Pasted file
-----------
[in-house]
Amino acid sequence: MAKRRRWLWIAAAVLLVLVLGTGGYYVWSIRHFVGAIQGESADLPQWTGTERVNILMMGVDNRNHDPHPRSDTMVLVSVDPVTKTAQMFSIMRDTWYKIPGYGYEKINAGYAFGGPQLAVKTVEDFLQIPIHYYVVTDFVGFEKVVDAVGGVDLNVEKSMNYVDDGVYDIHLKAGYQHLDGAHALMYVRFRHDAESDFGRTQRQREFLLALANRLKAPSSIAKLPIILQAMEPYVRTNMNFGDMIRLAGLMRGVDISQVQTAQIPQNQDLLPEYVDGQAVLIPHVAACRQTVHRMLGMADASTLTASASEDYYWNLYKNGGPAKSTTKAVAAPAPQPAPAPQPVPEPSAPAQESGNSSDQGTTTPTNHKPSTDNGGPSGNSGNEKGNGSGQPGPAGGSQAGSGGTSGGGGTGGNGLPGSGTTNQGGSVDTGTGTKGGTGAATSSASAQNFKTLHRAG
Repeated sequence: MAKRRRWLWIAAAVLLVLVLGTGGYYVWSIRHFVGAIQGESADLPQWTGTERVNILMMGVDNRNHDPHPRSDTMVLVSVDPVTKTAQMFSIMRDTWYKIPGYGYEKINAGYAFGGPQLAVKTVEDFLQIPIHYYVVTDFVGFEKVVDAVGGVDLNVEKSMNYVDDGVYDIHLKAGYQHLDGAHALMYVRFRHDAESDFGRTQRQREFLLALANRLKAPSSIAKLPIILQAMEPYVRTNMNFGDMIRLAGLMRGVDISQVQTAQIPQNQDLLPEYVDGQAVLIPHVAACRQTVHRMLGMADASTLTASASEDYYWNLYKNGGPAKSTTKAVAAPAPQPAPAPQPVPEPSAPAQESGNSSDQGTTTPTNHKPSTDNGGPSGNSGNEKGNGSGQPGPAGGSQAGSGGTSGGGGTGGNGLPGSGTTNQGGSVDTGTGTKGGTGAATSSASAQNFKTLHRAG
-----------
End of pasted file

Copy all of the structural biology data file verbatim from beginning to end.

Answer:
[in-house]
Amino acid sequence: MAKRRRWLWIAAAVLLVLVLGTGGYYVWSIRHFVGAIQGESADLPQWTGTERVNILMMGVDNRNHDPHPRSDTMVLVSVDPVTKTAQMFSIMRDTWYKIPGYGYEKINAGYAFGGPQLAVKTVEDFLQIPIHYYVVTDFVGFEKVVDAVGGVDLNVEKSMNYVDDGVYDIHLKAGYQHLDGAHALMYVRFRHDAESDFGRTQRQREFLLALANRLKAPSSIAKLPIILQAMEPYVRTNMNFGDMIRLAGLMRGVDISQVQTAQIPQNQDLLPEYVDGQAVLIPHVAACRQTVHRMLGMADASTLTASASEDYYWNLYKNGGPAKSTTKAVAAPAPQPAPAPQPVPEPSAPAQESGNSSDQGTTTPTNHKPSTDNGGPSGNSGNEKGNGSGQPGPAGGSQAGSGGTSGGGGTGGNGLPGSGTTNQGGSVDTGTGTKGGTGAATSSASAQNFKTLHRAG
Repeated sequence: MAKRRRWLWIAAAVLLVLVLGTGGYYVWSIRHFVGAIQGESADLPQWTGTERVNILMMGVDNRNHDPHPRSDTMVLVSVDPVTKTAQMFSIMRDTWYKIPGYGYEKINAGYAFGGPQLAVKTVEDFLQIPIHYYVVTDFVGFEKVVDAVGGVDLNVEKSMNYVDDGVYDIHLKAGYQHLDGAHALMYVRFRHDAESDFGRTQRQREFLLALANRLKAPSSIAKLPIILQAMEPYVRTNMNFGDMIRLAGLMRGVDISQVQTAQIPQNQDLLPEYVDGQAVLIPHVAACRQTVHRMLGMADASTLTASASEDYYWNLYKNGGPAKSTTKAVAAPAPQPAPAPQPVPEPSAPAQESGNSSDQGTTTPTNHKPSTDNGGPSGNSGNEKGNGSGQPGPAGGSQAGSGGTSGGGGTGGNGLPGSGTTNQGGSVDTGTGTKGGTGAATSSASAQNFKTLHRAG